Even though the calendar says a couple of weeks until November (already??), fall gardens can still be productive this time of year. Since we are in the swing of the fall garden season, we’re focusing this week on all things cucurbits! 

But what does that mean?

The cucurbits are all members of the Cucurbitaceae family, which include squash, pumpkins, zucchini, watermelons, cucumbers, and some gourds. What’s interesting about cucurbits is that they are one of the largest plant families in terms of most plant species used as food for human consumption. The fruits of cucurbits are actually, botanically speaking, a modified berry. Many cucurbits are also vines, sometimes referred to as climbing or trailing vines.

The Basics:

  • Cucurbits love heat! If the soil temperature is too cool, the germination of the seed may become stunted. Warm the soil with heavy mulch or black plastic before planting. If not transplanting, don’t be in a hurry to plant; cucurbits are sensitive to frost.
  • Cucurbits also love to eat! (Sounds a bit odd/funny, but it’s true) You’ve probably heard of the phrase “heavy feeders” when it comes to growing crops in the garden. Cucurbits are considered heavy feeders because of their vegetative vines, which, naturally, require a lot of energy to produce. They prefer an organic-matter rich soil, high in nitrogen, so topdress appropriately, preferably with compost or an organic fertilizer such as blood meal. It’s also best to practice good soil-building habits early on because that helps to maintain a steady supply of needed nutrients to replace  what may become lost or leached in a growing season.
  • Rotate your cucurbits; this discourages pest activity. Replace the soil left from the cucurbits with a cover crop.
  • Cucurbits have very shallow roots. Irrigate regularly, focusing heavily on the root zone. Plants can become overly stressed if they’re allowed to become too dry.
  • Cucurbits prefer a soil pH of 6.0-6.5.
  • Inadequate pollination will result in the underdevelopment of flowers (or sometimes no growth at all). Plant pollinator-friendly crops and flowers nearby to encourage pollinators. If you keep your plants covered with row cover, be sure to remove the cover once the plants have flowered. Fun fact: Squash flowers are edible!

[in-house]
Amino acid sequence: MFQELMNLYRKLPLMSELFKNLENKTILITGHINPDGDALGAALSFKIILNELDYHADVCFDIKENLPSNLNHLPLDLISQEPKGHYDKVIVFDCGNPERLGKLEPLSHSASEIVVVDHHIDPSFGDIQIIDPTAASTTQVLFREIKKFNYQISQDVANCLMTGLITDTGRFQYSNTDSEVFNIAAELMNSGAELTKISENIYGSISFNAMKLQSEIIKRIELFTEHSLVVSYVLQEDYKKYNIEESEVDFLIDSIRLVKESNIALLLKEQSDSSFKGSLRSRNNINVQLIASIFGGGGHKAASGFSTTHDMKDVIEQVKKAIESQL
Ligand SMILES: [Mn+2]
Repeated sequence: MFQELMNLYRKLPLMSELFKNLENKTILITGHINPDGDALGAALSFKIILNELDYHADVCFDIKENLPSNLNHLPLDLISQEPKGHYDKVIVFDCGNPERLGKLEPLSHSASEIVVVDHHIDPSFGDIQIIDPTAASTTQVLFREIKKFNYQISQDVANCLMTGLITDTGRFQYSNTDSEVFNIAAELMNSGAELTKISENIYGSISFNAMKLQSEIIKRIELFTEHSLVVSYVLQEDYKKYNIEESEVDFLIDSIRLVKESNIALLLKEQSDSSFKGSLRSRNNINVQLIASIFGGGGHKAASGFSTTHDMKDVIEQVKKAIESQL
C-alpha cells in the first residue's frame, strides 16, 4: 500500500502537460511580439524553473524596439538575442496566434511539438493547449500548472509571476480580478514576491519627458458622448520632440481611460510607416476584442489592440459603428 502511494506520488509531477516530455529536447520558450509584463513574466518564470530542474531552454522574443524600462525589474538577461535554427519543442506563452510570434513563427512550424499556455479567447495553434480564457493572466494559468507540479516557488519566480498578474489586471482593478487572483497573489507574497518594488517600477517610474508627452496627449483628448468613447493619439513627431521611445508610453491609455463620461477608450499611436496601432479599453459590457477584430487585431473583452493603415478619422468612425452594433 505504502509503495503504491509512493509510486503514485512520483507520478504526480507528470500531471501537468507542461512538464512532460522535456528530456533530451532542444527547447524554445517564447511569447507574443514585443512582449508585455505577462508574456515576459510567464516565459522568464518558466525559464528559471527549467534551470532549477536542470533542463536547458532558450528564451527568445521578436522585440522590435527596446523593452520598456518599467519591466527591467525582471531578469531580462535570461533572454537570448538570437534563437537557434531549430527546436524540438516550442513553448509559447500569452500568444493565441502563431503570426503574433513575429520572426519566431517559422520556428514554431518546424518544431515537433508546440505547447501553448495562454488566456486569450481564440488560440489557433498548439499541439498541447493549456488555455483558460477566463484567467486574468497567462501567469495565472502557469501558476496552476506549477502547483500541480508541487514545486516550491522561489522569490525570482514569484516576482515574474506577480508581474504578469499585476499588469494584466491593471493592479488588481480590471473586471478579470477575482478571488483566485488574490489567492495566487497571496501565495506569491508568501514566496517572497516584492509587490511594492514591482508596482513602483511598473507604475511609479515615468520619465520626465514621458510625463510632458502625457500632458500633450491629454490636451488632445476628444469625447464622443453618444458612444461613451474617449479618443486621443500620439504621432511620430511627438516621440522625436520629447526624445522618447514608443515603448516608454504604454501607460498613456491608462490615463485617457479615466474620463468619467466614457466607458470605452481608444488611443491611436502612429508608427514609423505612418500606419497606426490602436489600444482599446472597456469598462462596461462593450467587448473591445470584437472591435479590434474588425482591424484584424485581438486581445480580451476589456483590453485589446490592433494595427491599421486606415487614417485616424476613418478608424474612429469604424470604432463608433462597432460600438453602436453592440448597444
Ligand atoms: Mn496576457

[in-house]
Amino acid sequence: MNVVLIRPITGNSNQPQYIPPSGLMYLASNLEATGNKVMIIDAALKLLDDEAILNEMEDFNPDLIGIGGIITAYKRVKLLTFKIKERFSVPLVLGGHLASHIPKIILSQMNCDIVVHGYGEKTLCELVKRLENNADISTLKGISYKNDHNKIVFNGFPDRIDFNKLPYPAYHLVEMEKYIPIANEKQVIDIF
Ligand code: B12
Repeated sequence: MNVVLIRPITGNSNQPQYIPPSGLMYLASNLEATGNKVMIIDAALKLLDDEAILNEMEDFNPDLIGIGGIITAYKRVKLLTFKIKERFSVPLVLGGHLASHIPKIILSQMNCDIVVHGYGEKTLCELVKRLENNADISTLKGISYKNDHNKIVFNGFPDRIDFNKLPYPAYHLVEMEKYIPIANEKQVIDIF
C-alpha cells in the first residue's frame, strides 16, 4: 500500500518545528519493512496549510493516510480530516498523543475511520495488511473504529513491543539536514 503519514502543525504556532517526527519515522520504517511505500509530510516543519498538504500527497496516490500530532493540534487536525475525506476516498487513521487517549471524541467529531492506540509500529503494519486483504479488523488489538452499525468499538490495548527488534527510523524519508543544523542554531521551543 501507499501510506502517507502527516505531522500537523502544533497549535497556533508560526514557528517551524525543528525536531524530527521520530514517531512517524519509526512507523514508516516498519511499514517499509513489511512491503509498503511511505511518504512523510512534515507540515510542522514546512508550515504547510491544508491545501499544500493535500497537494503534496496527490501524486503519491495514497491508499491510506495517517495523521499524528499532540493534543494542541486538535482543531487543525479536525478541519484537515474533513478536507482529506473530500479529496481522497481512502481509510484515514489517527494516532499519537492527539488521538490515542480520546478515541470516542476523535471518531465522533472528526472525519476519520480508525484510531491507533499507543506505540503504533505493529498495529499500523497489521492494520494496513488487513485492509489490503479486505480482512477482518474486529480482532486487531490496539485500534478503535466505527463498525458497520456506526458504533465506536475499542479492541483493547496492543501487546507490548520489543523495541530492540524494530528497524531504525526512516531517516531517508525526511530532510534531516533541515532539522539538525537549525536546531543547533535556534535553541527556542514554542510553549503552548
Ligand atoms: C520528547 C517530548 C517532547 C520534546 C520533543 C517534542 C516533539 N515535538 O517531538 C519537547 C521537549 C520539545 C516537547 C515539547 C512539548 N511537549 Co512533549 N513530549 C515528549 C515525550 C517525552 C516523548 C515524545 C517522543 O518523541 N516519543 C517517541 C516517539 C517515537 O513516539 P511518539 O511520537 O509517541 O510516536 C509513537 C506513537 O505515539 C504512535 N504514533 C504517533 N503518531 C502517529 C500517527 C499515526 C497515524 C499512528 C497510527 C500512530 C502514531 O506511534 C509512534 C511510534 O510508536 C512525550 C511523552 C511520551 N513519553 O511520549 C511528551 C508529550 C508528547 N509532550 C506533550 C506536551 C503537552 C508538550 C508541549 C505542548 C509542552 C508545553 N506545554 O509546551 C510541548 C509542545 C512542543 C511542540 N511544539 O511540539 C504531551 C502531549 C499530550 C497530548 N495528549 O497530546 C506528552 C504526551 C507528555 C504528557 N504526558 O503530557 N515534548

Pest Management 

As with both pest and disease management, look for resistant varieties (more on that a little later), but in the meantime, you can look for the following pests and help control the populations before a major infestation occurs:

  • Cucumber beetles: In addition to the beetles feeding on all parts of the plant, which can cause significant damage, cucumber beetles also transmit bacterial wilt, a disease that overwinters in the digestive system of the beetles and is then transmitted from plant to plant as the beetle continues to feed. Larvae burrow into the roots and stems of plants. Although their name suggests they target cucumbers, cucumber beetles also target pumpkins and melons. For control, handpicking is best, but also the use of a woven row cover deters them, especially when the plants are young.
  • Squash bugs: Large, brown to browish-black and flat-backed, squash bugs overwinter and reappear in the spring, laying their eggs on the undersides of leaves, right about the time the vines are beginning to form in squash plants. Affected leaves may appear wilted and feel brittle. Once hatched, they emerge as nymphs and remain for about 10 days, and then develop into adults 4-6 weeks after. Control is best applied at the nymph stage, as adults are much more difficult to control.
  • Squash vine borers: The most troublesome of pests among cucurbits, vine borers inflict their damage from within; the larva burrow into the stems of plants and feed on the tissue. Vines will appear wilted, sometimes seemingly overnight. Either cut off the vine completely and bury the cut vine in soil and water to encourage root development and re-growth, or slit the vine lengthwise and remove the larva that way. Bury the slit stem in the same way.